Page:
To the mamas who celebrate motherhood outside the traditional norms--the bereaved mamas, the adoptive mamas, the birth mamas, the foster mamas: You have taught me so much about unconditional love. You have taught me so much about selflessness. You each love your children with a love that is fierce and unbreakable. Thank you for giving me a glimpse of God's unconditional love for us.

To the women who long for motherhood--those who have faced challenges of infertility or who long for a family: You have taught me so much about finding joy in each and every season. You have truly shown me that my value does not rest in my ability to bear children. You have shown me what it looks like to nurture a hurting world and to pour the love of a mother onto everyone you come in contact with. You have inspired me and given me such hope.

To the mamas with full arms--to those who fight for their sick child, to those who are chasing toddlers, to those who are empty nesters, to who feel tired and overwhelmed: You, too, have taught me so much about unconditional love and selflessness. Thank you for showing me that a life where all of my "perfect plans" unfolded would not be without pain and struggle. Thank you for showing me that Jesus needs to be the deepest desire of my heart.

To all the women in my life, this day is for you. Thank you for all of the ways you have helped bear my burdens. Thank you for all the times you have joined with me and have used your unique gifts and experiences to counteract my weaknesses, and vice versa. Thank you for showing me what the body of Christ looks like in action. Thank you for your sisterhood.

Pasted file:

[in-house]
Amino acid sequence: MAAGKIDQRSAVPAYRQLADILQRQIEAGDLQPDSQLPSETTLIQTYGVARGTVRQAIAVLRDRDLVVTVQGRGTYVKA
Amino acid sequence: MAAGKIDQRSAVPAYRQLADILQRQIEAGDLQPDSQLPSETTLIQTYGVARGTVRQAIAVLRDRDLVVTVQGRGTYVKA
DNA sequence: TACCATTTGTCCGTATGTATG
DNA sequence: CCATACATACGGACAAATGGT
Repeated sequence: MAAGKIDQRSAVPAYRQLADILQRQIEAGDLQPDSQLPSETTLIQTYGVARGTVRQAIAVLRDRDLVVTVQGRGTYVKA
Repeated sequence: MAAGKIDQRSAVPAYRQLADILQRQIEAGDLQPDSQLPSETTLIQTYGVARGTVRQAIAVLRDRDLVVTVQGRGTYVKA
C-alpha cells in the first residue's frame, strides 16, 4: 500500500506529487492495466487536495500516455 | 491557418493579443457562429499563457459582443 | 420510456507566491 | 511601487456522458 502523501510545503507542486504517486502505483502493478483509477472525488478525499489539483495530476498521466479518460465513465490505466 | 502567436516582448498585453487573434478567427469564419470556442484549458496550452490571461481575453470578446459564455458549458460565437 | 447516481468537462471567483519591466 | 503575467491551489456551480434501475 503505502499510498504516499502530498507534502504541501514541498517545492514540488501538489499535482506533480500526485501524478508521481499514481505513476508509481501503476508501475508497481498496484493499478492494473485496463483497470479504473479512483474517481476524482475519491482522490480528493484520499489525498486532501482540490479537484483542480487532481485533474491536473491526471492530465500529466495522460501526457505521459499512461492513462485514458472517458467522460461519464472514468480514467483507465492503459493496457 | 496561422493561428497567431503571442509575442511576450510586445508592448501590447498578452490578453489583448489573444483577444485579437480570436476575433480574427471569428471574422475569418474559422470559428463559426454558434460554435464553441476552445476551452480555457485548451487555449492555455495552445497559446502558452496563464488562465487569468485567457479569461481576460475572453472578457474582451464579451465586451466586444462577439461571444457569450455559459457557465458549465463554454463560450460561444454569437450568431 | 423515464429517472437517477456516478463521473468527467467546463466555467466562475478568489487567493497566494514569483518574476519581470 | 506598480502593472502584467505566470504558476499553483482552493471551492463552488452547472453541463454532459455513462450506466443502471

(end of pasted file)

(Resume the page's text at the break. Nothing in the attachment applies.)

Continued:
"For the body does not consist of one member but of many.  If the foot should say, “Because I am not a hand, I do not belong to the body,” that would not make it any less a part of the body. And if the ear should say, “Because I am not an eye, I do not belong to the body,” that would not make it any less a part of the body. If the whole body were an eye, where would be the sense of hearing? If the whole body were an ear, where would be the sense of smell? But as it is, God arranged the members in the body, each one of them, as he chose. If all were a single member, where would the body be? As it is, there are many parts, yet one body…If one member suffers, all suffer together; if one member is honored, all rejoice together. Now you are the body of Christ and individually members of it.”